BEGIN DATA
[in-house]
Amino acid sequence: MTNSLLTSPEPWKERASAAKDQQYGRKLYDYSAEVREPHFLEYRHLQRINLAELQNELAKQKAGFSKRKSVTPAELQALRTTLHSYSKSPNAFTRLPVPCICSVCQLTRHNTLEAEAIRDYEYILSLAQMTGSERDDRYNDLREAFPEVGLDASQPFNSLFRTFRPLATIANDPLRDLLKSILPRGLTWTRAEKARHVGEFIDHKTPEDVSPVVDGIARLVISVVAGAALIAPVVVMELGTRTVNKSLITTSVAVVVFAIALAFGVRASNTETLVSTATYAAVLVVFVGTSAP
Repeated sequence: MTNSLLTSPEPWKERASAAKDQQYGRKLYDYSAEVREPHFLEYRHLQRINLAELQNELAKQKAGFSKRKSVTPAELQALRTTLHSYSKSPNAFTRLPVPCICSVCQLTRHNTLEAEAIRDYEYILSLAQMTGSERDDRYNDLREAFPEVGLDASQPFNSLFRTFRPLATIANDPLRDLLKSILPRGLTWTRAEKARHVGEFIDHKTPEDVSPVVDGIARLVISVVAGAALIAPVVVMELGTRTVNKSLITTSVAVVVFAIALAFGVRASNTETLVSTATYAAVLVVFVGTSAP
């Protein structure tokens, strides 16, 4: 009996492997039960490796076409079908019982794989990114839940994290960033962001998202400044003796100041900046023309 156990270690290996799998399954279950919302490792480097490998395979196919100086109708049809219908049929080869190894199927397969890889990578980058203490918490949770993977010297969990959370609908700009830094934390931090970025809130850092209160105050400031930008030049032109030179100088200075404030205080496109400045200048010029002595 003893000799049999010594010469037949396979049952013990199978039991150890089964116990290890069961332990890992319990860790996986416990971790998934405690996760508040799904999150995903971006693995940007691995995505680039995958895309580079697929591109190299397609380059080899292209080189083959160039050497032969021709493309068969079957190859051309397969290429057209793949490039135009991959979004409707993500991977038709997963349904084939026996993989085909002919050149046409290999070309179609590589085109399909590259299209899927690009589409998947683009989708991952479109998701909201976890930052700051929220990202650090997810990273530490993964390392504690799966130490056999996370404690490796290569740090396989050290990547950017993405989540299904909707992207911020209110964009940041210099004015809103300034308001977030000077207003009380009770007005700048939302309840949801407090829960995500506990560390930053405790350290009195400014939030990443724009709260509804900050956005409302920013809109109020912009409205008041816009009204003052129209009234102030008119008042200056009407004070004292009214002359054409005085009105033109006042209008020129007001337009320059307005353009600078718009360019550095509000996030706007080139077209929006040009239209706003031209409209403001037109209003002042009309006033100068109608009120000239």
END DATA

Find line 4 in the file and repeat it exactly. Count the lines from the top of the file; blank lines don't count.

């Protein structure tokens, strides 16, 4: 009996492997039960490796076409079908019982794989990114839940994290960033962001998202400044003796100041900046023309 156990270690290996799998399954279950919302490792480097490998395979196919100086109708049809219908049929080869190894199927397969890889990578980058203490918490949770993977010297969990959370609908700009830094934390931090970025809130850092209160105050400031930008030049032109030179100088200075404030205080496109400045200048010029002595 003893000799049999010594010469037949396979049952013990199978039991150890089964116990290890069961332990890992319990860790996986416990971790998934405690996760508040799904999150995903971006693995940007691995995505680039995958895309580079697929591109190299397609380059080899292209080189083959160039050497032969021709493309068969079957190859051309397969290429057209793949490039135009991959979004409707993500991977038709997963349904084939026996993989085909002919050149046409290999070309179609590589085109399909590259299209899927690009589409998947683009989708991952479109998701909201976890930052700051929220990202650090997810990273530490993964390392504690799966130490056999996370404690490796290569740090396989050290990547950017993405989540299904909707992207911020209110964009940041210099004015809103300034308001977030000077207003009380009770007005700048939302309840949801407090829960995500506990560390930053405790350290009195400014939030990443724009709260509804900050956005409302920013809109109020912009409205008041816009009204003052129209009234102030008119008042200056009407004070004292009214002359054409005085009105033109006042209008020129007001337009320059307005353009600078718009360019550095509000996030706007080139077209929006040009239209706003031209409209403001037109209003002042009309006033100068109608009120000239």